What are your favorite set-pieces?

author-avatar

Marshall Thornton has an MFA from UCLA in screenwriting. He spent ten years writing spec scripts and has been a semi-finalist or better in the Nicholl, Samuel Goldwyn, American Accolades, One-In-Ten and Austin Film Festival contests. As a novelist, he writes the Lambda Award-winning Boystown Mysteries. The eight book series follows the cases of a gay detective in turbulent 1980s Chicago. Marshall has also been known to write the occasional romantic comedy. You can find him online at marshallthorntonauthor.com. You can follow him on Twitter: @mrshllthornton

9 Replies to "What is a set-piece?"

  • comment-avatar
    Bev Gandara January 11, 2018 (2:46 am)

    Simply, thank you Marshall for the clear and concise explanation “that a set-piece is a self-contained portion of your story which can stand on its own.” It is of great help knowing its history.

  • comment-avatar
    Allen B. Ury January 11, 2018 (8:42 am)

    I’ve studied set pieces for decades. All tend to be single scenes that take place in a specific location, play in real time, and involve some kind of a “gimmick.” And all add virtually nothing to the main narrative. Some of my favorites include the stateroom scene from The Marx Brothers’ A NIGHT AT THE OPERA (1935), the subway train chase in THE FRENCH CONNECTION (1971, Indiana Jones’ battle at the Flying Wing in RAIDERS OF THE LOST ARK (1981) and, more recently, the DMV scene in ZOOTOPIA (2016) … the latter being a riff on the old Bob & Ray “Slow Talkers of America” routine. Good stuff!

  • comment-avatar
    Miguel Cruz January 11, 2018 (5:45 pm)

    I agree that a set piece relies on a gimmick or a specific concept that defines what that sequence is within the larger narrative framework. A lot of movies will have gun fights and chase scenes, but
    usually what makes a set piece stand out is the novelty of the premise.

    For example, Back to the Future has a set piece where the hero has to outrun on a skateboard a bully who is driving a car. You don’t see this in very many movies. It’s not an, “Oh that trope again,” thing.

    To be effective, the set piece also has to function as it’s own mini-narrative. The hero has to have a problem to solve where there are some stakes for failure. The sequence has complications and reversals that cast doubt in the mind of the audience about the hero’s ability to solve the problem. And it concludes with the hero solving the problem.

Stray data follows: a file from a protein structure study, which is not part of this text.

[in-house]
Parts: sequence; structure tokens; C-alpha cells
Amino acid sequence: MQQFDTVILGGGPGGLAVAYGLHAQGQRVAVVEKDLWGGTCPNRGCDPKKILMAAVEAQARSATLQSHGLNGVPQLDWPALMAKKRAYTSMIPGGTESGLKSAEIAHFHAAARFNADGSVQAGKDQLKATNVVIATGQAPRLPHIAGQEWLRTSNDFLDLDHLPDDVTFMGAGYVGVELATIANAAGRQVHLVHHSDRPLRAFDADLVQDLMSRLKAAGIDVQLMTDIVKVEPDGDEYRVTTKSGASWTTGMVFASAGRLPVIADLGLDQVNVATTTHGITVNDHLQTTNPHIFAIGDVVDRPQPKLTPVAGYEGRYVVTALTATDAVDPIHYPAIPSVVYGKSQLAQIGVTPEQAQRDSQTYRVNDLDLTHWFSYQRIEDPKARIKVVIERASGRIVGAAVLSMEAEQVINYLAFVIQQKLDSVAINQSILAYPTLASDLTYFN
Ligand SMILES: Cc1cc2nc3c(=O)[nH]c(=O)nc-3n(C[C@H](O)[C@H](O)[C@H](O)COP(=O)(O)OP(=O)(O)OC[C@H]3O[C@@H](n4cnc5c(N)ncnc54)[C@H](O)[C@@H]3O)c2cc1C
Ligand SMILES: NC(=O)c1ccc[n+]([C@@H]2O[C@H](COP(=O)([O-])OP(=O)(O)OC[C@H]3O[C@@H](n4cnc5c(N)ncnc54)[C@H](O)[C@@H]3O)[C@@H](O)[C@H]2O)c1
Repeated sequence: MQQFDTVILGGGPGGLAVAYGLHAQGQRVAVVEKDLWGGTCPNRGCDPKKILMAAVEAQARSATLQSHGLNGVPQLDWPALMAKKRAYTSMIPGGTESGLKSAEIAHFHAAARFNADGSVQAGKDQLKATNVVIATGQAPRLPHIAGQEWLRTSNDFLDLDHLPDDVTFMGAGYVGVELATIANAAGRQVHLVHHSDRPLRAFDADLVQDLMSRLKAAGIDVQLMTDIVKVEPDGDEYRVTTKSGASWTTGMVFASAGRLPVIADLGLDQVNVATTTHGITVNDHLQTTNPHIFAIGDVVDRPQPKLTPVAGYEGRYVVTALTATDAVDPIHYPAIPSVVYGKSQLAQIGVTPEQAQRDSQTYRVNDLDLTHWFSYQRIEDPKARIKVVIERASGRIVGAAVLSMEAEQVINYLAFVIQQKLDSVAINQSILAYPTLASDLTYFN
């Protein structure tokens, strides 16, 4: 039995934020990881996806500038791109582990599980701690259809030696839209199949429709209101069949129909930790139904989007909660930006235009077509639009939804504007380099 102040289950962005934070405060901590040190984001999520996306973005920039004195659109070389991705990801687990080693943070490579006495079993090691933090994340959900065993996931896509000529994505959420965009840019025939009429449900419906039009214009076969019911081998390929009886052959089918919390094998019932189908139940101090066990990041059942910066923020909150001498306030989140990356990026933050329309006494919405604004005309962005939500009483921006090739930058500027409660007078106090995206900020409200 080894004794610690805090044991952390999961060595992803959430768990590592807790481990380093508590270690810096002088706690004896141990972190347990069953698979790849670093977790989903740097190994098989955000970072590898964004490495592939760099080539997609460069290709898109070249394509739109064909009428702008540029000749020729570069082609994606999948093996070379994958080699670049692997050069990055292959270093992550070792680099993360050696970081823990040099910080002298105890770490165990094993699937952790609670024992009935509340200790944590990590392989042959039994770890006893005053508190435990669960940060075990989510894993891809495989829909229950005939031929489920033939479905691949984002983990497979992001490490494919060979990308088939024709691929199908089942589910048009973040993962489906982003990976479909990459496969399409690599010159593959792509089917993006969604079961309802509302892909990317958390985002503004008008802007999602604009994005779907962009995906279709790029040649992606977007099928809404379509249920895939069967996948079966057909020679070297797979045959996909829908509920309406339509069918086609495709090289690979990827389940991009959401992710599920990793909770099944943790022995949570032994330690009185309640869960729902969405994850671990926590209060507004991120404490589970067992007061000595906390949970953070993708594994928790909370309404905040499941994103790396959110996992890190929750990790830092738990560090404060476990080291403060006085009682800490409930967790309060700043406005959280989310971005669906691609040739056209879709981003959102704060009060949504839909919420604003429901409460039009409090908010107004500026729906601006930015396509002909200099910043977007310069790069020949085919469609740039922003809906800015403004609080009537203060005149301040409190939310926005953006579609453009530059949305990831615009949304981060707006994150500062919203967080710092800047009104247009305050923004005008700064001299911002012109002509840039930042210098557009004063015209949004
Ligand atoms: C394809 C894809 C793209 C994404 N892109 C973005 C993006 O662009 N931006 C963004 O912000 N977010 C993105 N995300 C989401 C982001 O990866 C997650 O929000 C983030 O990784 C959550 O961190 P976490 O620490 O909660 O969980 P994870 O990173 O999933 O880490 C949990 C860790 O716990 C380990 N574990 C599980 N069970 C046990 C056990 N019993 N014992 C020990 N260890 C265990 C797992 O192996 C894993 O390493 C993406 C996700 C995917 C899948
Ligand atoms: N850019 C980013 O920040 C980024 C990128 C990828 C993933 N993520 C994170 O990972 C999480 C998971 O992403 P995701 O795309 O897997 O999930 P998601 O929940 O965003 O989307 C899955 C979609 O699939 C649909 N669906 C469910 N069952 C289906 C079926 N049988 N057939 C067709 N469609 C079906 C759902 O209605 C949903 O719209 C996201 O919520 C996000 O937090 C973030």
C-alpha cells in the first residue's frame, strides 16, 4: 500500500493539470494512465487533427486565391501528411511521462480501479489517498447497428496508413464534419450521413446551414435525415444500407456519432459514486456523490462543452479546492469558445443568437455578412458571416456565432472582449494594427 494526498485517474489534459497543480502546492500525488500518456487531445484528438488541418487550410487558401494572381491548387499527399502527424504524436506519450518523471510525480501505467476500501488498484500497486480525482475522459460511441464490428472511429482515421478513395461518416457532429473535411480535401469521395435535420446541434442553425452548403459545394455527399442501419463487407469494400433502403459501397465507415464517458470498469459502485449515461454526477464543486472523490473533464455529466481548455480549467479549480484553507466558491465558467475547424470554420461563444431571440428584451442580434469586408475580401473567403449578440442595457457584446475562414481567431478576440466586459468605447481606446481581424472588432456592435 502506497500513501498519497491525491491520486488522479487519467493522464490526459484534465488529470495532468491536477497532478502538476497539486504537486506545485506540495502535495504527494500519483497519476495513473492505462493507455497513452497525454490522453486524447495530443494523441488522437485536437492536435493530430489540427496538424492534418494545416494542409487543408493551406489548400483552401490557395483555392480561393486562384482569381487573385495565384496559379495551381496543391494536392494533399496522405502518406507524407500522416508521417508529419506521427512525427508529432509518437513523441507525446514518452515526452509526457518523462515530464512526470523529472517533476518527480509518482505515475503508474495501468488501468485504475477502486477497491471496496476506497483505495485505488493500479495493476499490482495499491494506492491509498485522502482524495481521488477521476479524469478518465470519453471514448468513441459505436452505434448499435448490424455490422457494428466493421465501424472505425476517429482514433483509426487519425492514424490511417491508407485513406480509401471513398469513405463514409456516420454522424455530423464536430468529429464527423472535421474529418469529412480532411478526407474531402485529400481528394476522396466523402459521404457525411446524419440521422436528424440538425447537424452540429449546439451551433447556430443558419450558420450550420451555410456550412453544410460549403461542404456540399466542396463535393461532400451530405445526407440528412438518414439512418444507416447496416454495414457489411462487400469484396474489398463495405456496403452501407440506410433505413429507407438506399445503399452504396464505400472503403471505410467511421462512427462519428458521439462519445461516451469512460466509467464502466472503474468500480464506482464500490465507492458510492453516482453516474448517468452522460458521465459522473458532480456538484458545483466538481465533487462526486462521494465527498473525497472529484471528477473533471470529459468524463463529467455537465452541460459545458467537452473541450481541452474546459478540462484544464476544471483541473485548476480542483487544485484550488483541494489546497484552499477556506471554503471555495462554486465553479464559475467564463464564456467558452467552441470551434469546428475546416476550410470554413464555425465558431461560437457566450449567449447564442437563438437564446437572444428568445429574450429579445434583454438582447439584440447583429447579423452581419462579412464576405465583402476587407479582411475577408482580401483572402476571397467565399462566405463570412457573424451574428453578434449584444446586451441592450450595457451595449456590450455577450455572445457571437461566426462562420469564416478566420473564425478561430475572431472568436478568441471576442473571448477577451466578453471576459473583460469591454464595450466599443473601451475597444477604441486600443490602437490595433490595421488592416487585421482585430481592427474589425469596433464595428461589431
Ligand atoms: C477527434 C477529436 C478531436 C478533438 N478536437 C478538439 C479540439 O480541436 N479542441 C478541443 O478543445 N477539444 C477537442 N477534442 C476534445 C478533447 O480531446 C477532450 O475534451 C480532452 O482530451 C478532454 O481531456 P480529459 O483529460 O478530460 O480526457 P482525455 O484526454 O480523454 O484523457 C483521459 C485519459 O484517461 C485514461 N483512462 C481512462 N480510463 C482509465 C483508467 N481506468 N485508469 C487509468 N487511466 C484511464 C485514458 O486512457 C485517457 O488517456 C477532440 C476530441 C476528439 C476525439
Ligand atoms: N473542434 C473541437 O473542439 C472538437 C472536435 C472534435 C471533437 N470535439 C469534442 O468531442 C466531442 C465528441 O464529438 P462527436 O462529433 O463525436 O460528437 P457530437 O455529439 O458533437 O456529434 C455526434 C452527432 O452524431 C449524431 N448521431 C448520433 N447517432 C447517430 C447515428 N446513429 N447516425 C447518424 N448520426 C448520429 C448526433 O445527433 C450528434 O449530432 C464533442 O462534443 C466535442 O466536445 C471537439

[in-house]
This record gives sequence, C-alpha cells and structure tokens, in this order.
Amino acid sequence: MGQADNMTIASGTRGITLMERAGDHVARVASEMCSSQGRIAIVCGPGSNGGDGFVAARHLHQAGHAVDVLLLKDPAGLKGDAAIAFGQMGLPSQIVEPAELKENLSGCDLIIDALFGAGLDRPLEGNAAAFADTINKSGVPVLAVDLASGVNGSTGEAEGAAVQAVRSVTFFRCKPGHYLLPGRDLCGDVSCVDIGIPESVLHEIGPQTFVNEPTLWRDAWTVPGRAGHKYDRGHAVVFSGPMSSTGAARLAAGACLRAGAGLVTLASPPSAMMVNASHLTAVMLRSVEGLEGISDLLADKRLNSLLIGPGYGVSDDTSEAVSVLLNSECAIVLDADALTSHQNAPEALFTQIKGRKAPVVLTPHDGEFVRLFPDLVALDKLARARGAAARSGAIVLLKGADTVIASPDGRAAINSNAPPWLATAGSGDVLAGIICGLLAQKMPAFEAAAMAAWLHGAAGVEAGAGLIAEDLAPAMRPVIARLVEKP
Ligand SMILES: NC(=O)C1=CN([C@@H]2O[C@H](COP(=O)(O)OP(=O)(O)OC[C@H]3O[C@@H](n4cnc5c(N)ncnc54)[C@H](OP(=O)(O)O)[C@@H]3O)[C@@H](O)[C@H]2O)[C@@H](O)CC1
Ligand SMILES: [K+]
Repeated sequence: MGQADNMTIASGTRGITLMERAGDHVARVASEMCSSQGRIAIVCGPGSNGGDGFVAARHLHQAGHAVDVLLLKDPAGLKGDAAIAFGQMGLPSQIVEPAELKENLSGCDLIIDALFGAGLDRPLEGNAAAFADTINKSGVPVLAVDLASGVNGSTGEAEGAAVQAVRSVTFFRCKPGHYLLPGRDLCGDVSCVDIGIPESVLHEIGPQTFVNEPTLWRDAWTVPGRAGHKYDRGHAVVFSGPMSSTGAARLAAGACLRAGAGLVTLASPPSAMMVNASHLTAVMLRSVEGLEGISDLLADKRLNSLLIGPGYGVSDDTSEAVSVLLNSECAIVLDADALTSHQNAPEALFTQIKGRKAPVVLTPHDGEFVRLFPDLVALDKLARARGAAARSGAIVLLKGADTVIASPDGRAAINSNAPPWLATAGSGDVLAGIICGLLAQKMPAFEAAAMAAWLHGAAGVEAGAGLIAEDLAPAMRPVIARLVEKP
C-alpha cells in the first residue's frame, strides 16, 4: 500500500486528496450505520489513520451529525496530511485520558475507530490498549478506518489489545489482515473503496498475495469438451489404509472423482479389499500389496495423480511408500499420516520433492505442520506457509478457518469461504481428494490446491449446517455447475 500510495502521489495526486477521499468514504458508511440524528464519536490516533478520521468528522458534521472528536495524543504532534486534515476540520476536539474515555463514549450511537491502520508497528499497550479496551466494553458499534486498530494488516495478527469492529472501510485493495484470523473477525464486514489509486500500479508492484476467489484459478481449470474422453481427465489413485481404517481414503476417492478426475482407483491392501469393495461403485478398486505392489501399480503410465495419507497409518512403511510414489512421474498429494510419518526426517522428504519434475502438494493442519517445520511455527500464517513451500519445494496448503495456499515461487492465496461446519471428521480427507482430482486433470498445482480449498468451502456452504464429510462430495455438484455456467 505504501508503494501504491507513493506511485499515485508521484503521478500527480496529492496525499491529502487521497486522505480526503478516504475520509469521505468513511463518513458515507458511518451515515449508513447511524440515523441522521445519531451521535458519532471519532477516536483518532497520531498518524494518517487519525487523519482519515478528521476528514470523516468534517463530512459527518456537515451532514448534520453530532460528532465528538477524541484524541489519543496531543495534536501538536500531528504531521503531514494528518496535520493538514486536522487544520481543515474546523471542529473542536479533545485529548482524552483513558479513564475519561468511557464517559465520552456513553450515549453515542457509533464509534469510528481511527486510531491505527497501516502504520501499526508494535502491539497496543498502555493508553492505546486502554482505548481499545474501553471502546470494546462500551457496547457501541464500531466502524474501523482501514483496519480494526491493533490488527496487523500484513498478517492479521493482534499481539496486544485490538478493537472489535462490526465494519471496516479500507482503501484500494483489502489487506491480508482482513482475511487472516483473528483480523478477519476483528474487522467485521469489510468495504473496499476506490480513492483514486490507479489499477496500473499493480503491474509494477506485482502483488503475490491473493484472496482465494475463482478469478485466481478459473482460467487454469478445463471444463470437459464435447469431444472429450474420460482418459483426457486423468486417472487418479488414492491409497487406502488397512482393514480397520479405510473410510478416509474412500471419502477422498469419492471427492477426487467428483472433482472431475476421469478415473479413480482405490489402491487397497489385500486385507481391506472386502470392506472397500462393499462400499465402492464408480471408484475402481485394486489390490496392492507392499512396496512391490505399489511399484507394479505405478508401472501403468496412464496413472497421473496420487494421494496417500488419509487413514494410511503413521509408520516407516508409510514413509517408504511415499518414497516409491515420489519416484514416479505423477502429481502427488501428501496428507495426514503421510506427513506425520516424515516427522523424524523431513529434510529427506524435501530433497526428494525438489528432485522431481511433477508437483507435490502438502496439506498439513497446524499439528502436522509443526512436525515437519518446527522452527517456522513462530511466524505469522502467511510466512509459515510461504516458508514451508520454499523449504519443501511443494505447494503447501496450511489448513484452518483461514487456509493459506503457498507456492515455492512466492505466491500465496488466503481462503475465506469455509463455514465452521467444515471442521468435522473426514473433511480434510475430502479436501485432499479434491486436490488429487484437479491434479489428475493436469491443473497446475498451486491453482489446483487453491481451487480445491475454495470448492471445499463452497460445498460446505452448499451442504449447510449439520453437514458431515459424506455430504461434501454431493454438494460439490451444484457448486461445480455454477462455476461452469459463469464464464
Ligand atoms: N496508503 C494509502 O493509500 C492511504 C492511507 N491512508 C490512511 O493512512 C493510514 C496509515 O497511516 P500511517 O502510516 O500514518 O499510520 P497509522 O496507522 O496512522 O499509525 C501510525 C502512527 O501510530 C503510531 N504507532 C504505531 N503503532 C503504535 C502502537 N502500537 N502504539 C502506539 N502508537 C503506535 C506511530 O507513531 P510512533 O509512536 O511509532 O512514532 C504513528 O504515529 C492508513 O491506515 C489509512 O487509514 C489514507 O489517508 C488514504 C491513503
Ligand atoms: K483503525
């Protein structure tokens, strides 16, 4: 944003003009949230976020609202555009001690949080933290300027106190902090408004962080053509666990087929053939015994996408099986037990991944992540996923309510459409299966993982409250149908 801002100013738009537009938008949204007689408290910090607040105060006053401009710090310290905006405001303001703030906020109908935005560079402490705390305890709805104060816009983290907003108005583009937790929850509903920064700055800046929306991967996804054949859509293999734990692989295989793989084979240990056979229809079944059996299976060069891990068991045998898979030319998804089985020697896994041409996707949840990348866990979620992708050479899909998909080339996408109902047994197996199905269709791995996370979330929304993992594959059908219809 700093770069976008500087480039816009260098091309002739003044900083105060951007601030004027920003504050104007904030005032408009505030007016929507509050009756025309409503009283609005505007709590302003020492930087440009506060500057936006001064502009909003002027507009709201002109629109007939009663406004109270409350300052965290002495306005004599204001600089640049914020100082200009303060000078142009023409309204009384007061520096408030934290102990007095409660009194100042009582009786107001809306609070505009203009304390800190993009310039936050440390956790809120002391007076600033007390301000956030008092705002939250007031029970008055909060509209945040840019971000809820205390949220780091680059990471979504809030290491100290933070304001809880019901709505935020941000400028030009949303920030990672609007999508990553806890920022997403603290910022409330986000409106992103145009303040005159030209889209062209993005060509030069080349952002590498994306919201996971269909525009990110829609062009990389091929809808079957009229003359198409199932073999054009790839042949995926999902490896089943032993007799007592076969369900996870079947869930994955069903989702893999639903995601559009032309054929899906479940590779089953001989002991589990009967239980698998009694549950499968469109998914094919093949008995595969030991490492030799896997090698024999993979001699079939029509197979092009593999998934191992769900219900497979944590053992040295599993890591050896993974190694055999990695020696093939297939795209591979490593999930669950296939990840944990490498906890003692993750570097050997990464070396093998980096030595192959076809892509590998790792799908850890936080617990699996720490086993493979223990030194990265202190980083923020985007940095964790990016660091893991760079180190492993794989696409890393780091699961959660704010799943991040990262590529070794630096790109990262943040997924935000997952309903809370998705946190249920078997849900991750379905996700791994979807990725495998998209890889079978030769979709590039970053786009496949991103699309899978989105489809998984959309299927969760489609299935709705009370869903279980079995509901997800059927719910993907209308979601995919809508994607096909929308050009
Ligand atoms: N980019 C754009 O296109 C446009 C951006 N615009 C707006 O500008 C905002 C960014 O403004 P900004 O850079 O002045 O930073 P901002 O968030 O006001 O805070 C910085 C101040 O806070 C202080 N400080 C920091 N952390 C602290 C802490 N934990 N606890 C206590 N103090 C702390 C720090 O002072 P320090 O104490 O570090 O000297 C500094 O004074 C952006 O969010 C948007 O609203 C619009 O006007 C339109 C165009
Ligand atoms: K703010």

Ideally, the set piece is a functioning element of the entire narrative puzzle. You can’t cut it out completely without doing damage to the story. The set piece sets up things that will pay off later in the story, reveals character, or pays off earlier set ups.

  • comment-avatar
    Paul January 13, 2018 (1:53 pm)

    1) For the vaudeville/burlesque type set piece, the globe dance from Chaplin’s “The Great Dictator” comes to mind.

    2) Since you mentioned “make over” scenes, how about “training sequence”, where the hero learns how to do whatever task he is obliged to do, and usually set to some exciting music, such as in sports films, “Rocky” being a classic example. Or Yoda teaching Luke how to be a Jedi. I wouldn’t call them set pieces exactly though.

    3) Having re-watched “The Royal Tennanbaums” recently, I thought of highly stylized films like those of Wes Anderson, where the whole picture seems to be a series of them and to a lesser degree the Cohen brothers career.

    3)

    • comment-avatar
      Marshall Thornton January 13, 2018 (1:59 pm)

      Thanks for the comment. Great examples. I think you’re right, training sequences are great set-pieces.

  • comment-avatar
    Chris Denholm January 26, 2018 (6:20 am)

    A common set piece would be the final swordfight or other fighting ending, where the hero looks like he (or she) is about to get killed by the rival but it turns around just in time for the hero to be victorious. (Kind or like staged wrestling matches.) I don’t much like set pieces, but I need to write just this sort of ending, so it came to mind.